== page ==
Ocean Acidification and Hypoxia: Double Trouble for Tubeworms?
Mukherjee, J., Wong, K.K.W., Chandramouli, K.H., Qian, P.-Y., Leung, P.T.Y., Wu, R.S.S. and Thiyagarajan, V. 2013. Proteomic response of marine invertebrate larvae to ocean acidification and hypoxia during metamorphosis and calcification. The Journal of Experimental Biology 216: 4580-4589.
Concurrently, they also note that "anthropogenic activities such as the discharge of excessive nutrients, sewage and agricultural fertilizers are causing coastal waters to become increasingly nutrient rich (Howarth et al., 2011)," such that they sustain increases in algal production to the point that "this excessively produced biomass eventually decomposes, resulting in dead zones, areas of hypoxia that have become deprived of dissolved oxygen," citing Ekau et al. (2010) and Rabalais et al. (2010) in this regard. And they thus make the point that as time marches on and these conditions worsen, "the ability of larvae to successfully metamorphose and build their calcareous tubes is likely to be compromised as a direct consequence of the combined effect of OA and hypoxia."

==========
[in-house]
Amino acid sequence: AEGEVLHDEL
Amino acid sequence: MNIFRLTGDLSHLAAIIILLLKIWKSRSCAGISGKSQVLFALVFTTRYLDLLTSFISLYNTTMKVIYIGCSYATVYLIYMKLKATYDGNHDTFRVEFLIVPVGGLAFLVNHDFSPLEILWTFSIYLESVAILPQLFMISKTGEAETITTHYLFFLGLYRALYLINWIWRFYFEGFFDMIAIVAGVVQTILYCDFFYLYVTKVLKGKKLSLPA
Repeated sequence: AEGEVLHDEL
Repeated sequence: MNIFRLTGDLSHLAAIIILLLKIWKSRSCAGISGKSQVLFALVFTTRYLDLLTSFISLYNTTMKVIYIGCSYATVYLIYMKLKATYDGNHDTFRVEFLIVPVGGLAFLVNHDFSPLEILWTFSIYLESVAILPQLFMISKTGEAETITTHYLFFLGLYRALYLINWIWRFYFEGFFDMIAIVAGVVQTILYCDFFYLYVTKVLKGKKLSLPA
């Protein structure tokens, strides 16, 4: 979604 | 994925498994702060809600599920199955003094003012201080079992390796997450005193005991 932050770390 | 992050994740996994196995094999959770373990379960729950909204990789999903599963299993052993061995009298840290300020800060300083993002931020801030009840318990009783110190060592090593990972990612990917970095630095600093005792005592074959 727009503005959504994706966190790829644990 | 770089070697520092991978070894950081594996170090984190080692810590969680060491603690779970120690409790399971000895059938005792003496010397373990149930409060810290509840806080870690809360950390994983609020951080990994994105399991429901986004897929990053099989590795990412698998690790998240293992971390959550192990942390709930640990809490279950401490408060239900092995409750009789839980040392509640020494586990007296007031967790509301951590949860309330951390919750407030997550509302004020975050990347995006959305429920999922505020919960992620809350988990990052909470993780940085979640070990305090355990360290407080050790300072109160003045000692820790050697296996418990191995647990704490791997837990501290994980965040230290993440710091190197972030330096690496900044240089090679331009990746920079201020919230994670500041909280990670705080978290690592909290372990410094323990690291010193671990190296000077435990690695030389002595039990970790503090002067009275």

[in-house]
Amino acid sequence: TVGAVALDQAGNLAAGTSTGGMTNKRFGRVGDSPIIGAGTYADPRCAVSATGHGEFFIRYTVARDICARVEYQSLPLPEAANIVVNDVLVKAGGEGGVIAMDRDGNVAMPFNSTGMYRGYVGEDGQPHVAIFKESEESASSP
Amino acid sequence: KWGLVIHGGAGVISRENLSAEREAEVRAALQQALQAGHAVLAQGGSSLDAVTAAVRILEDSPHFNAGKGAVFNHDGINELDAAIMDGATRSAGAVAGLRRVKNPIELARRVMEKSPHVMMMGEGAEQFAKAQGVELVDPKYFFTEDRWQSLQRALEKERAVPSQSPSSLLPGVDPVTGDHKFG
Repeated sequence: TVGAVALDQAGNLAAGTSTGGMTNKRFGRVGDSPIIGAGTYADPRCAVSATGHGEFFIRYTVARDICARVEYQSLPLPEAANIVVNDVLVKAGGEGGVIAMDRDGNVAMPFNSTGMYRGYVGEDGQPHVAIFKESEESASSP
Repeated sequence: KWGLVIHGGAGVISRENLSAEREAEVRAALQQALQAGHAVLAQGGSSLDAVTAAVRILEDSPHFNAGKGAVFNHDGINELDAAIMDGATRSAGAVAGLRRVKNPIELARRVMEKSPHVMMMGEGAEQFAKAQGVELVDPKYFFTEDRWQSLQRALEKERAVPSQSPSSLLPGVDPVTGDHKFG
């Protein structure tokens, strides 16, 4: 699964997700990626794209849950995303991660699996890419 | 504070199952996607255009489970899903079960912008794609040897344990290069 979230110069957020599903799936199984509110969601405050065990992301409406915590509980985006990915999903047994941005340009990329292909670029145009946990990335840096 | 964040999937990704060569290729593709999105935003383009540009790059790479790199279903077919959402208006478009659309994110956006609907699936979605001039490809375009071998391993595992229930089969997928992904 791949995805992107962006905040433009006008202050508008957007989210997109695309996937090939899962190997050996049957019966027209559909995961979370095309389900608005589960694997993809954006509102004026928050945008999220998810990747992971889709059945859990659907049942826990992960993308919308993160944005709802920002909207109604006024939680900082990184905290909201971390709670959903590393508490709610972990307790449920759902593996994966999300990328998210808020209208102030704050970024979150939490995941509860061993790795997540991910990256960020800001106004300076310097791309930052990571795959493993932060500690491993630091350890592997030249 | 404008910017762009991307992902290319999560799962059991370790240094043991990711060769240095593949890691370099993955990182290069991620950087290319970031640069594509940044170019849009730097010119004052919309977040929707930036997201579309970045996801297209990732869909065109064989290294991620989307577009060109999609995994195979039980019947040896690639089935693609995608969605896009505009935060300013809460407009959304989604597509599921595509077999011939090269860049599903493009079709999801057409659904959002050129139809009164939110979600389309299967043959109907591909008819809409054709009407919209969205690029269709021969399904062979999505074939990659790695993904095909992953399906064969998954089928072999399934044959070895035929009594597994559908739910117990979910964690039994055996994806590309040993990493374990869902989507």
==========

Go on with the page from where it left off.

In a test of this hypothesis, Mukherjee et al. set out to investigate "the proteomic response of metamorphosing larvae of the tubeworm Hydroides elegans, challenged with two climate change stressors, ocean acidification (pH 7.6) and hypoxia (2.8 mg O2 per liter)," as well as with both of the stressors combined. The seven scientists report that concomitant exposure to the two climate change stressors "caused several proteins involved in energy metabolism, calcification and stress tolerance to be differentially expressed." And they say that this phenomenon "seemed to allow the tubeworm larvae to successfully metamorphose and carry out calcification." As a result of their findings, Mukherjee et al. concluded that "the aragonite tube-forming tubeworm larvae have a high tolerance to hypoxia and may possess the capacity to acclimate over time, even in the phase of ocean acidification."
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